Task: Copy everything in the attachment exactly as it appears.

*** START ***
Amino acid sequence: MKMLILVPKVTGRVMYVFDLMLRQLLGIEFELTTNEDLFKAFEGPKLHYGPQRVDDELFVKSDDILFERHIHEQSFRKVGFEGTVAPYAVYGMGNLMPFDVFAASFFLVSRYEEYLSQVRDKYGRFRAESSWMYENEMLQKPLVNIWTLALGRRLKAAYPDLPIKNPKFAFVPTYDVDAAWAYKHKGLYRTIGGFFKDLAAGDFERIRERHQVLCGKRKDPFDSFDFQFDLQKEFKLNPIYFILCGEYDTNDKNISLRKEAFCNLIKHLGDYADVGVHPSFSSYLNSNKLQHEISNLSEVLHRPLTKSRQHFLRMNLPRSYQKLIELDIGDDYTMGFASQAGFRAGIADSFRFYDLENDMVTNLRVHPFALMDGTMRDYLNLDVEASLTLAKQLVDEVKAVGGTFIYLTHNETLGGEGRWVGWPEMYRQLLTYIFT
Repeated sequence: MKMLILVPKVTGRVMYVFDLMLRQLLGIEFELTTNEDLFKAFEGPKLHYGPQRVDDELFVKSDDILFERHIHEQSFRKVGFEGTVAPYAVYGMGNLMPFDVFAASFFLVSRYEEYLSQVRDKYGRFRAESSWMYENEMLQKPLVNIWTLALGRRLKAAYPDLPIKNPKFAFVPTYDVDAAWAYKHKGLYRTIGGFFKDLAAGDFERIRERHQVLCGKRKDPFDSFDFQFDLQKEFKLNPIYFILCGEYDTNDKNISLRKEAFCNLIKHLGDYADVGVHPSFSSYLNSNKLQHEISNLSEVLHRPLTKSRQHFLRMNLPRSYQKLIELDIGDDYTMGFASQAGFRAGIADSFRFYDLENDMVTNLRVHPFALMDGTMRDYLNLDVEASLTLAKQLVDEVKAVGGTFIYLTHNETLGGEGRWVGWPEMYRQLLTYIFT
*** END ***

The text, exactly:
Amino acid sequence: MKMLILVPKVTGRVMYVFDLMLRQLLGIEFELTTNEDLFKAFEGPKLHYGPQRVDDELFVKSDDILFERHIHEQSFRKVGFEGTVAPYAVYGMGNLMPFDVFAASFFLVSRYEEYLSQVRDKYGRFRAESSWMYENEMLQKPLVNIWTLALGRRLKAAYPDLPIKNPKFAFVPTYDVDAAWAYKHKGLYRTIGGFFKDLAAGDFERIRERHQVLCGKRKDPFDSFDFQFDLQKEFKLNPIYFILCGEYDTNDKNISLRKEAFCNLIKHLGDYADVGVHPSFSSYLNSNKLQHEISNLSEVLHRPLTKSRQHFLRMNLPRSYQKLIELDIGDDYTMGFASQAGFRAGIADSFRFYDLENDMVTNLRVHPFALMDGTMRDYLNLDVEASLTLAKQLVDEVKAVGGTFIYLTHNETLGGEGRWVGWPEMYRQLLTYIFT
Repeated sequence: MKMLILVPKVTGRVMYVFDLMLRQLLGIEFELTTNEDLFKAFEGPKLHYGPQRVDDELFVKSDDILFERHIHEQSFRKVGFEGTVAPYAVYGMGNLMPFDVFAASFFLVSRYEEYLSQVRDKYGRFRAESSWMYENEMLQKPLVNIWTLALGRRLKAAYPDLPIKNPKFAFVPTYDVDAAWAYKHKGLYRTIGGFFKDLAAGDFERIRERHQVLCGKRKDPFDSFDFQFDLQKEFKLNPIYFILCGEYDTNDKNISLRKEAFCNLIKHLGDYADVGVHPSFSSYLNSNKLQHEISNLSEVLHRPLTKSRQHFLRMNLPRSYQKLIELDIGDDYTMGFASQAGFRAGIADSFRFYDLENDMVTNLRVHPFALMDGTMRDYLNLDVEASLTLAKQLVDEVKAVGGTFIYLTHNETLGGEGRWVGWPEMYRQLLTYIFT